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Sweet Charity

There's gotta be something better than this.
There's got to be something better to do
. . .And if I find me something a half-wit can learn
I'm gonna get up I'm gonna get out I'm gonna get up
Get out and learn it

— Nickie, Helene and Charity, bemoaning their dead end work as taxi dancers.
Sweet Charity
Emily Padgett, Donald Jones, Jr., Sutton Foster, Joel Perez, Cody Williams (Photo credit: Monique Carboni)
Charity Hope Valentine is back in town living up to her metaphorical name: She's full of bubbly, childlike vitality, despite a life in the school of hard knocks. . . kind enough to give her last bit of change to someone needy. . . ever hopeful but unlucky in her desperate quest for love and escape from the daily grind (Pardon the pun) of her job as a taxi dancer in a seedy dance hall.

Truth to tell, even the invaluable New Group's smartly streamlined new production of Sweet Charity must contend with Neil Simon's fragile (and nowadays dated) book — essentially an excuse for a talented actress and supporting cast to kick up their heels and sing to Cy Coleman and Dorothy Fields songs. Fortunately, there's nothing flimsy about Coleman's jazzy score and Fields' tremendously witty lyrics. They're catchy, danceable and durable, which is why quite a few have become breakout hits beyond the show's stage and screen life.

In fairness to Simon's contribution, he did provide the story with some welcome and apt caustic humor. Just a few examples: Oscar's attending a therapy group to cure his shyness but telling Charity "I never had the nerve to bring it up in class" . . .Veteran hostess Nickie reassuring a newcomer who's nervous about not being a good dancer with"Who dances? We defend ourselves to music!"

Sutton Foster, this Sweet Charity leading lady wasn't born yet when Gwen Verdon first played Charity. But she's become one of Broadway's busiest and most deservedly popular stars and is an ideal choice. She has the legs and lungs and is a good enough actress to deliver the emotionality of the musical adapted from Frederico Fellini's film Nights of Cabiria as well as the humor.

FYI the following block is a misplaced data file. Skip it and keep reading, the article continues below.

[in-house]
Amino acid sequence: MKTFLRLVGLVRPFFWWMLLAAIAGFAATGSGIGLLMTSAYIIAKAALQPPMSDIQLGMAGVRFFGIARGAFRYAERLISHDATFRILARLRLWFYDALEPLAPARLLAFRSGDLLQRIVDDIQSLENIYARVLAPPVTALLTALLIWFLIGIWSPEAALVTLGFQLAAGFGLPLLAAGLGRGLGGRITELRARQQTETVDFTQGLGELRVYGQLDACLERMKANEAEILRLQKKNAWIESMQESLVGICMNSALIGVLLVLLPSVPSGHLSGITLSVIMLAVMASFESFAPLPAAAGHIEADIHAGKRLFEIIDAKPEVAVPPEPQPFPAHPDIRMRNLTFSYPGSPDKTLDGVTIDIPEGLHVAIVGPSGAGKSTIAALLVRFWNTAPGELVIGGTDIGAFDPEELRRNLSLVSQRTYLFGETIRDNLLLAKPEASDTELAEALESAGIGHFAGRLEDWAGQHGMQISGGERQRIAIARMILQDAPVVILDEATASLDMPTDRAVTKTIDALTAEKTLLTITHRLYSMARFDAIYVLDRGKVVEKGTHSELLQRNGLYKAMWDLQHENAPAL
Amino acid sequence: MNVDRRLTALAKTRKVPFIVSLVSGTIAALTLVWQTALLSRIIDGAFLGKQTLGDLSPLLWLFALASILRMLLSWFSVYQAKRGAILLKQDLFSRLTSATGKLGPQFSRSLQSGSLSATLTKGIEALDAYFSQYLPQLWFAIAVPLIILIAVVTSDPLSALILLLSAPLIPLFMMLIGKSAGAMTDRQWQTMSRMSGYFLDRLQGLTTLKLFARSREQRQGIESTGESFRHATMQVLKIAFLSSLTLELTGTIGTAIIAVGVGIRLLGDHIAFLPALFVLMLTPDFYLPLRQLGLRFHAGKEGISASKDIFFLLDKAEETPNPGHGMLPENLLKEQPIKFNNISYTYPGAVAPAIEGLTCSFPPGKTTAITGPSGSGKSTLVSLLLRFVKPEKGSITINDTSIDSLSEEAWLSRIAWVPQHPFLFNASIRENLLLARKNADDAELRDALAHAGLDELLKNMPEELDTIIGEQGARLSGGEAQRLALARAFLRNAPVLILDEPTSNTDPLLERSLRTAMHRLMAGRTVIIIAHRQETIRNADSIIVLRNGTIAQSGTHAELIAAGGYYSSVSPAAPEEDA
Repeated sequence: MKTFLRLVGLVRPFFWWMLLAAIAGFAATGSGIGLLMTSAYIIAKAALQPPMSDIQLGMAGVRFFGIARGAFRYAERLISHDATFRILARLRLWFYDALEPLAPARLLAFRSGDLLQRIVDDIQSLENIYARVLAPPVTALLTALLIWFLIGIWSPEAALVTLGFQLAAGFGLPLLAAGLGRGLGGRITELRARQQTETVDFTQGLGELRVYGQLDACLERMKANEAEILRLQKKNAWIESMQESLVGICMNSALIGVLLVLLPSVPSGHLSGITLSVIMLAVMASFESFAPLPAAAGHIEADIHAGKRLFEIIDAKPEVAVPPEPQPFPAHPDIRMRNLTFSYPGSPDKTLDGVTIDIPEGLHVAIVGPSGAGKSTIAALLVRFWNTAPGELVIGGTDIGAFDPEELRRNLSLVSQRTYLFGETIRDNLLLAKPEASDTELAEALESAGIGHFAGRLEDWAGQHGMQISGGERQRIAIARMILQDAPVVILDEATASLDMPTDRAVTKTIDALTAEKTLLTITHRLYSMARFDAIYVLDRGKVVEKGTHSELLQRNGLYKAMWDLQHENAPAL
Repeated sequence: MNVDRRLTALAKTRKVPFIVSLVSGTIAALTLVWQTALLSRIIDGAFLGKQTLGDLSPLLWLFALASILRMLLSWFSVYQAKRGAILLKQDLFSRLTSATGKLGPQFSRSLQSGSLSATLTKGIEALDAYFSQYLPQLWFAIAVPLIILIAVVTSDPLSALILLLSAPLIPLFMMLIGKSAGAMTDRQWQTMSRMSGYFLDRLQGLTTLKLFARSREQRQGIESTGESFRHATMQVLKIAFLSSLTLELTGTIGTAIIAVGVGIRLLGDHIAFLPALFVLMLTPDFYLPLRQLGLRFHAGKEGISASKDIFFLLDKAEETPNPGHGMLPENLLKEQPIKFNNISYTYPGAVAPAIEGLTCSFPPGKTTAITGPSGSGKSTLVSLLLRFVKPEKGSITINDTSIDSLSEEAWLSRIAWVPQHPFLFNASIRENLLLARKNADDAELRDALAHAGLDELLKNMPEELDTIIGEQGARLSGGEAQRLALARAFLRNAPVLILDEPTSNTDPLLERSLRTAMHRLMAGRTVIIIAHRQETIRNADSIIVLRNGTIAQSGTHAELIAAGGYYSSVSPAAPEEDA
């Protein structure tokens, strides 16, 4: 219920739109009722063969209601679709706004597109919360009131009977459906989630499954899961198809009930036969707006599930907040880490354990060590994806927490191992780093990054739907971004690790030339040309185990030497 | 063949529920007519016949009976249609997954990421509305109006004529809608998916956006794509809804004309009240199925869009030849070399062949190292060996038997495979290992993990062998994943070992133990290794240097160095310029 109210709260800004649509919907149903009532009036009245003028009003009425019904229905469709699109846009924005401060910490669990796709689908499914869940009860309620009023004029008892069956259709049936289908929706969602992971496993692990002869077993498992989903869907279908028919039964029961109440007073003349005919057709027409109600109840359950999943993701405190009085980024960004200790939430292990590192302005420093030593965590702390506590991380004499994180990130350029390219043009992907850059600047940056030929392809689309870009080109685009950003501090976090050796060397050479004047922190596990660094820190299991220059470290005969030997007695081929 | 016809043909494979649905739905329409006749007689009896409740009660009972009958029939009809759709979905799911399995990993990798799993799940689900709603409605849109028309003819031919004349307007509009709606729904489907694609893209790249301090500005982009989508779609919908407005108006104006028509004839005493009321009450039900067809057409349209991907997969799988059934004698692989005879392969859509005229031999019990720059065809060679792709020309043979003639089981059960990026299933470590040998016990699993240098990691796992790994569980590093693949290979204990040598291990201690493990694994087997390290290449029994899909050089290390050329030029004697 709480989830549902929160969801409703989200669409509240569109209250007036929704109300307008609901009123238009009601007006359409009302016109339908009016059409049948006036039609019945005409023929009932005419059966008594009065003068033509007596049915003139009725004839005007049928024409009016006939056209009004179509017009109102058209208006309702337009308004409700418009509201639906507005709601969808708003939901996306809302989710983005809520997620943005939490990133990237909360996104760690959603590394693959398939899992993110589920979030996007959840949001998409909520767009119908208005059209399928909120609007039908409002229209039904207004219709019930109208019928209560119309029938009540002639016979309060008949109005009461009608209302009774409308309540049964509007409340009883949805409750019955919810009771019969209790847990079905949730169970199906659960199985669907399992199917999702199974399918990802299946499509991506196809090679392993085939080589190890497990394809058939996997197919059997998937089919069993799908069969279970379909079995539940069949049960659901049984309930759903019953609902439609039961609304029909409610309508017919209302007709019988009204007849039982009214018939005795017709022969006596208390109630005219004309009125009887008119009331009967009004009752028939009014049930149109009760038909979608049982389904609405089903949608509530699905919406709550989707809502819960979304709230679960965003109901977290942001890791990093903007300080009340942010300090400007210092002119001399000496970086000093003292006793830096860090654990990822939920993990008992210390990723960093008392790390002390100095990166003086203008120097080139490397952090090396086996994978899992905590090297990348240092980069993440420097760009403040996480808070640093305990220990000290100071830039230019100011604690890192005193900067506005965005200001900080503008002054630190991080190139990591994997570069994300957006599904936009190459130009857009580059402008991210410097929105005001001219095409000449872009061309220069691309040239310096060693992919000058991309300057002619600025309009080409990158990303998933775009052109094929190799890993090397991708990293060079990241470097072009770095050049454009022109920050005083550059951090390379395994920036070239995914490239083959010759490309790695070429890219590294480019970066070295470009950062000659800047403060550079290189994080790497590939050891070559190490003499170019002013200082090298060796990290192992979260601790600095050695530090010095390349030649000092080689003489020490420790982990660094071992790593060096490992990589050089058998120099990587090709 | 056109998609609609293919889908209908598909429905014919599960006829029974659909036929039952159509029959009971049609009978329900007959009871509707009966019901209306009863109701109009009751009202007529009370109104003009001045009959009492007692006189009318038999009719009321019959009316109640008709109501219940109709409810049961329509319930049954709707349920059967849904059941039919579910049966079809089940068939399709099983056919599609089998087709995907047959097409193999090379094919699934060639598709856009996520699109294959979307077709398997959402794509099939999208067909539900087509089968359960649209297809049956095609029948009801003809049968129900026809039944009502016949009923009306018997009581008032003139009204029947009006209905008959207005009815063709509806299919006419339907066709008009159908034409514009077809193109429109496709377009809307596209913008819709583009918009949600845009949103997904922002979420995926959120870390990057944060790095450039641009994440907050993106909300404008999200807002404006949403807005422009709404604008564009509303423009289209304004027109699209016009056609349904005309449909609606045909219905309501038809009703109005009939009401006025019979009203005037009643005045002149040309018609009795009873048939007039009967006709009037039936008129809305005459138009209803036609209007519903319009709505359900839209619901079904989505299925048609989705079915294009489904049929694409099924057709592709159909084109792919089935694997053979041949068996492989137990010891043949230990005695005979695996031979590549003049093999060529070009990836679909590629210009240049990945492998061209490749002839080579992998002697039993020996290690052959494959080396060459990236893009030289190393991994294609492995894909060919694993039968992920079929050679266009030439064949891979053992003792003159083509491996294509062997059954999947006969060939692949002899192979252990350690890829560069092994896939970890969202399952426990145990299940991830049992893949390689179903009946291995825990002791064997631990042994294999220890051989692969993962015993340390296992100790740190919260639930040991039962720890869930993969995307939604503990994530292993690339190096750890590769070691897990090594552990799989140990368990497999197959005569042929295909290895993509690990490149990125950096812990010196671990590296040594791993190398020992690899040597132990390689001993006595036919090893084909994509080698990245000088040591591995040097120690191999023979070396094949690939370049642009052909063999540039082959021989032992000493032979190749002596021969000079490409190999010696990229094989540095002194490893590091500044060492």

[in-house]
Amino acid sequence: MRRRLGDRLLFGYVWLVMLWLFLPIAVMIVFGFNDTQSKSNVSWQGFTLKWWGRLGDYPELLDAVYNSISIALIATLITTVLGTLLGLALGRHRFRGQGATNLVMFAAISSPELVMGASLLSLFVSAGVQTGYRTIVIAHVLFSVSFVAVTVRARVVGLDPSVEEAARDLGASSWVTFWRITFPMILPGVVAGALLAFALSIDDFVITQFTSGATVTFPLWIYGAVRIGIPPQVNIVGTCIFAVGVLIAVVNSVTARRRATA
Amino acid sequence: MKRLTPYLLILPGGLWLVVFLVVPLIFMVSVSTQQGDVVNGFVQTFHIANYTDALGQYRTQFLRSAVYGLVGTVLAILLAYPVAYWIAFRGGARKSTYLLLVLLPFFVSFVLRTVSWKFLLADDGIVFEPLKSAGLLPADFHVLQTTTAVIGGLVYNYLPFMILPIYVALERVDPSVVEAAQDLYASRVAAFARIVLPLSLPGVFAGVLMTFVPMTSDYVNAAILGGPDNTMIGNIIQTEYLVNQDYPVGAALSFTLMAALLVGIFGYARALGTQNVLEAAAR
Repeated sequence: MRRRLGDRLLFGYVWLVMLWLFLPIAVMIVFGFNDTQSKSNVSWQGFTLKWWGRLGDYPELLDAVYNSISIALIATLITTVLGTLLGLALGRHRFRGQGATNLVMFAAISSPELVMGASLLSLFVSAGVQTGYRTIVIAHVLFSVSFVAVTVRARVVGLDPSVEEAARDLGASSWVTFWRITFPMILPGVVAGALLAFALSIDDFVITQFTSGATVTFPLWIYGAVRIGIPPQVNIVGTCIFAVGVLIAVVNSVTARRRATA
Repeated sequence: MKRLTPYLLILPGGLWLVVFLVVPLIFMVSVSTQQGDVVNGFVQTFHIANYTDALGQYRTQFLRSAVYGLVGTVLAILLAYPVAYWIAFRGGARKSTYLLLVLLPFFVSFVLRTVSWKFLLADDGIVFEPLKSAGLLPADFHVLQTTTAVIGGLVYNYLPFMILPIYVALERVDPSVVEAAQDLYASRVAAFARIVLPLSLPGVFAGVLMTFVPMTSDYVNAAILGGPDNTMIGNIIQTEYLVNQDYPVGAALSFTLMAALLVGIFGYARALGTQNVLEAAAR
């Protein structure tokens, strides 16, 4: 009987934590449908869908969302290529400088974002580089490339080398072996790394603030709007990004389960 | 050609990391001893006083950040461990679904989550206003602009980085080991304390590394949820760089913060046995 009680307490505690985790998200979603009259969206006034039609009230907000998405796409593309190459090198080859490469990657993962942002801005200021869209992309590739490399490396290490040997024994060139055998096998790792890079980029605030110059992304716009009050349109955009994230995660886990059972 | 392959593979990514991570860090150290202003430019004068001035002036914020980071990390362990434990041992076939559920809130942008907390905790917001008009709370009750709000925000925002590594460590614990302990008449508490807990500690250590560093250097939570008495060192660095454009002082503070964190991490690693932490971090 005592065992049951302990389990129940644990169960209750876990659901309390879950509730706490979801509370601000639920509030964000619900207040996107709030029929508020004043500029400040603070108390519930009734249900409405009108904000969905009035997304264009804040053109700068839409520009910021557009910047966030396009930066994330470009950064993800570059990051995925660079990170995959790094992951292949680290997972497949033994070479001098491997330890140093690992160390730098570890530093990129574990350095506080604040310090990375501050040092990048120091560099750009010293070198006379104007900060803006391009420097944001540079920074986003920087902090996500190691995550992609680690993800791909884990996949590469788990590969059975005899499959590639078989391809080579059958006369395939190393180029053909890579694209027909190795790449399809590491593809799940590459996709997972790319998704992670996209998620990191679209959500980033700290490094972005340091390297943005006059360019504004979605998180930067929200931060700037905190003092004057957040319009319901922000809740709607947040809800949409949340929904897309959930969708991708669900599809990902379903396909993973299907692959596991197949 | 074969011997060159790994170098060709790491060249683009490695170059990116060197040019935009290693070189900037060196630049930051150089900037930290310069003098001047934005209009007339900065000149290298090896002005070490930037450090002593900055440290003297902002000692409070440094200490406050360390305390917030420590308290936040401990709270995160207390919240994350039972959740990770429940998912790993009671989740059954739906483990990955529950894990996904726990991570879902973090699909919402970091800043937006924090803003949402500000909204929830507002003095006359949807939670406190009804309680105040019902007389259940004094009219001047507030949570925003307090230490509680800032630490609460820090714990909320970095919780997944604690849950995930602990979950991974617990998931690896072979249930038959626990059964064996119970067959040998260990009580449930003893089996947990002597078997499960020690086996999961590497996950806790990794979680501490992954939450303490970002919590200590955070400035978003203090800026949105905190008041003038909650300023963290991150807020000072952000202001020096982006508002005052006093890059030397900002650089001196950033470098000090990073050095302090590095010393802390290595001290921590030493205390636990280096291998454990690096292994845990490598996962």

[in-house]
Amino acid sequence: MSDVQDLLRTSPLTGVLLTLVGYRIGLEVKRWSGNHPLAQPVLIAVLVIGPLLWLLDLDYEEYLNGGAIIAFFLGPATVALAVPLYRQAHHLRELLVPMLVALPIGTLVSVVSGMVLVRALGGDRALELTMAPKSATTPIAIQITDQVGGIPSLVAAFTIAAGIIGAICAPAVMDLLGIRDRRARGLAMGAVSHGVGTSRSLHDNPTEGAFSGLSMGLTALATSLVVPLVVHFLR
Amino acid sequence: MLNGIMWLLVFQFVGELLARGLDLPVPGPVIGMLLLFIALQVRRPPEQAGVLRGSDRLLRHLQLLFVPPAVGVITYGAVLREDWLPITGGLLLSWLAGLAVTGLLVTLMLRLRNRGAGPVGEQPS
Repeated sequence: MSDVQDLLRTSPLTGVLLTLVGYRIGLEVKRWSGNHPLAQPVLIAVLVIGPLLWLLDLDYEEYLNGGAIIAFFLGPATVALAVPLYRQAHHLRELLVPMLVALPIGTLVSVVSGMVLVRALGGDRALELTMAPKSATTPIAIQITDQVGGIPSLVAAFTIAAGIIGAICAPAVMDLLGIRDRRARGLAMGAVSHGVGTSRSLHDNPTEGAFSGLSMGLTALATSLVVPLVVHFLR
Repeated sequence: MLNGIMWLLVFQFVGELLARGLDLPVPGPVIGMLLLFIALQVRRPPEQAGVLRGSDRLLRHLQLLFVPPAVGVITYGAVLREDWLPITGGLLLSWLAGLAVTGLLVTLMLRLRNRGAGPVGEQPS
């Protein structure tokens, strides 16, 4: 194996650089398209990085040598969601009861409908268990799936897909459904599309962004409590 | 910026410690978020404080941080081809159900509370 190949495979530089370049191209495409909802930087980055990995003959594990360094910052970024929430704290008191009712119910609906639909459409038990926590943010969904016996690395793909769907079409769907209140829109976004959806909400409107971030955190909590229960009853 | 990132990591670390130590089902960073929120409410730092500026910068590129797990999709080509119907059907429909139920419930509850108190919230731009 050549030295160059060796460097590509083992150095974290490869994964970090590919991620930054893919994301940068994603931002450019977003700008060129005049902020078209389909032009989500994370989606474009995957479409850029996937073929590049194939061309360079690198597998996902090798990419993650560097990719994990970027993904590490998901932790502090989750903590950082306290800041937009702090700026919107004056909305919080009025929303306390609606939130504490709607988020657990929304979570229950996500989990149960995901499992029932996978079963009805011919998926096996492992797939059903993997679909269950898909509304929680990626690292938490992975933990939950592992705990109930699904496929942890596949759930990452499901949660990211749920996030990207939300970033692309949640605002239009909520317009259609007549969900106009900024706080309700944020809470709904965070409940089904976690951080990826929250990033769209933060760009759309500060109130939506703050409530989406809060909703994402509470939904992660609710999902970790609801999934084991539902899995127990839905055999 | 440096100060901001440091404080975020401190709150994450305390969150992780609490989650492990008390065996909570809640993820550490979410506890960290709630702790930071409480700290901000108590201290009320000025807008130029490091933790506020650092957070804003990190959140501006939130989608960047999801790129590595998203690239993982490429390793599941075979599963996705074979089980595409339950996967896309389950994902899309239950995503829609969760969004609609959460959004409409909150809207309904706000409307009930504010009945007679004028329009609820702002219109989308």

Leigh Silverman, who also directed Foster in Violet, has taken full advantage of the actress's ability to be both funny and poignant. However, though Foster brings the glitter of a Broadway star to the show her name is not above the title but alphabetically with the entire ensemble. Fair enough, since this is very much an intimate ensemble show that's mounted in a modest sized theater. That means it doesn't lend itself to a lot of jaw dropping theatrical pyrotechnics but relies on A+ work the whole cast.

And A+ work is exactly what's on offer — especially from Emilie Padgett and Asmeret Ghebremichael as Charity's wisecracking dance hall pals Helene and Nickie. They struck me as sharper and more fully realized than any previous Helenes and Nickies I've seen. Another particularly well chosen actor is Shuler Hensley as the neurotically shy and idealistic Oscar. Unlike the last Broadway revival's Oscar, Denis O'Hare, Hensley knows his way around a song. It was therefore a wise decision to have him do "Sweet Charity" as a solo; also to join Charity for "I'm the Bravest Individual" for the joyful beginning of their romance.

The Off-Broadway sized cast also does some deft multi-tasking, notably Joel Perez. He's on the mark as the self-absorbed Italian movie star Vittorio Vidal. The chance meeting that finds Charity hidden away in a closet of his luxurious apartment while he reconciles and makes love to his glamorous girl friend Ursula (Nikka Graff Lanzarone) is hilarious. Its accompanying song, "If My Friends Could See Me Now," showcases both Sutton Foster's impeccable comic timing and Dorothy Fields' memorably delightful lyrics ("To think the highest-brow/Which I must say is he/ Should pick the lowest-brow/Which there's no doubt is me. . ."). Another big Perez winner is "I Love to Cry at Weddings" in which he's joined by the company.